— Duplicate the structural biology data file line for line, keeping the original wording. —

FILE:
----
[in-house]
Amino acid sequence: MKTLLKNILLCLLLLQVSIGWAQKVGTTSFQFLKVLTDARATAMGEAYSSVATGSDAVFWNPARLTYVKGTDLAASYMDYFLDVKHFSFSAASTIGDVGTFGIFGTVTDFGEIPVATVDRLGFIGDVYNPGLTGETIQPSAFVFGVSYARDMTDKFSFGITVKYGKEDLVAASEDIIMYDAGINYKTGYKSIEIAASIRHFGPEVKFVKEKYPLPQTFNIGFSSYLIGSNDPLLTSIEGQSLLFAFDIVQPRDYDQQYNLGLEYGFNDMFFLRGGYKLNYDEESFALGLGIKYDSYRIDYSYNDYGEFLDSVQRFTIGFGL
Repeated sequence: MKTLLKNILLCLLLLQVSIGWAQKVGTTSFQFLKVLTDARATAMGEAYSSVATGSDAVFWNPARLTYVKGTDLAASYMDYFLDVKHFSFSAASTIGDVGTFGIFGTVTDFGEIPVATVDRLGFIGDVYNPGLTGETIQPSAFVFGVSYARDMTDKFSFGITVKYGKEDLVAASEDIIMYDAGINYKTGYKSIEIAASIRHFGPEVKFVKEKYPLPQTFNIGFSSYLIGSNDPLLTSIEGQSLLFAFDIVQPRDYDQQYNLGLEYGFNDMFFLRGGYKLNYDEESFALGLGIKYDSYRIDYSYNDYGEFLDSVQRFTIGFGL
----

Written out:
[in-house]
Amino acid sequence: MKTLLKNILLCLLLLQVSIGWAQKVGTTSFQFLKVLTDARATAMGEAYSSVATGSDAVFWNPARLTYVKGTDLAASYMDYFLDVKHFSFSAASTIGDVGTFGIFGTVTDFGEIPVATVDRLGFIGDVYNPGLTGETIQPSAFVFGVSYARDMTDKFSFGITVKYGKEDLVAASEDIIMYDAGINYKTGYKSIEIAASIRHFGPEVKFVKEKYPLPQTFNIGFSSYLIGSNDPLLTSIEGQSLLFAFDIVQPRDYDQQYNLGLEYGFNDMFFLRGGYKLNYDEESFALGLGIKYDSYRIDYSYNDYGEFLDSVQRFTIGFGL
Repeated sequence: MKTLLKNILLCLLLLQVSIGWAQKVGTTSFQFLKVLTDARATAMGEAYSSVATGSDAVFWNPARLTYVKGTDLAASYMDYFLDVKHFSFSAASTIGDVGTFGIFGTVTDFGEIPVATVDRLGFIGDVYNPGLTGETIQPSAFVFGVSYARDMTDKFSFGITVKYGKEDLVAASEDIIMYDAGINYKTGYKSIEIAASIRHFGPEVKFVKEKYPLPQTFNIGFSSYLIGSNDPLLTSIEGQSLLFAFDIVQPRDYDQQYNLGLEYGFNDMFFLRGGYKLNYDEESFALGLGIKYDSYRIDYSYNDYGEFLDSVQRFTIGFGL